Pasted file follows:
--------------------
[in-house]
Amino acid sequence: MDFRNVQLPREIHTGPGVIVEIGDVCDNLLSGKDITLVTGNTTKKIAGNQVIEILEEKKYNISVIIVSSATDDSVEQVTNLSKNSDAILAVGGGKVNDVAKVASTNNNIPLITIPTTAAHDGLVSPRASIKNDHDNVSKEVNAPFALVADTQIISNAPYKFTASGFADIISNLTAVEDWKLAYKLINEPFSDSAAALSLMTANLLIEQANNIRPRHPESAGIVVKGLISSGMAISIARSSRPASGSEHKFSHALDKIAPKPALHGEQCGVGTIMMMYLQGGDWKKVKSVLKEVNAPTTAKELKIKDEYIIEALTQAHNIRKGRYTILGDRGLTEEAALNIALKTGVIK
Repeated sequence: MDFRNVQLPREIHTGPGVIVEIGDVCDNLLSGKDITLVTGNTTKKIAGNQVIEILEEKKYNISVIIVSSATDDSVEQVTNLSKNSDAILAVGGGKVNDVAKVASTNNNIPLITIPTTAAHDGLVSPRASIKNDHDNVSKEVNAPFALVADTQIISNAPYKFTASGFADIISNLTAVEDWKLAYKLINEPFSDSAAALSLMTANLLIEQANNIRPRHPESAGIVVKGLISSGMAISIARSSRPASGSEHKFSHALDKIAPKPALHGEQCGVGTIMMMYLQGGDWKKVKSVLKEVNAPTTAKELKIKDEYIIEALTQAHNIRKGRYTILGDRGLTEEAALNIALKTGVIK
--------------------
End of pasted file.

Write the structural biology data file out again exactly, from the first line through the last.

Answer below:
[in-house]
Amino acid sequence: MDFRNVQLPREIHTGPGVIVEIGDVCDNLLSGKDITLVTGNTTKKIAGNQVIEILEEKKYNISVIIVSSATDDSVEQVTNLSKNSDAILAVGGGKVNDVAKVASTNNNIPLITIPTTAAHDGLVSPRASIKNDHDNVSKEVNAPFALVADTQIISNAPYKFTASGFADIISNLTAVEDWKLAYKLINEPFSDSAAALSLMTANLLIEQANNIRPRHPESAGIVVKGLISSGMAISIARSSRPASGSEHKFSHALDKIAPKPALHGEQCGVGTIMMMYLQGGDWKKVKSVLKEVNAPTTAKELKIKDEYIIEALTQAHNIRKGRYTILGDRGLTEEAALNIALKTGVIK
Repeated sequence: MDFRNVQLPREIHTGPGVIVEIGDVCDNLLSGKDITLVTGNTTKKIAGNQVIEILEEKKYNISVIIVSSATDDSVEQVTNLSKNSDAILAVGGGKVNDVAKVASTNNNIPLITIPTTAAHDGLVSPRASIKNDHDNVSKEVNAPFALVADTQIISNAPYKFTASGFADIISNLTAVEDWKLAYKLINEPFSDSAAALSLMTANLLIEQANNIRPRHPESAGIVVKGLISSGMAISIARSSRPASGSEHKFSHALDKIAPKPALHGEQCGVGTIMMMYLQGGDWKKVKSVLKEVNAPTTAKELKIKDEYIIEALTQAHNIRKGRYTILGDRGLTEEAALNIALKTGVIK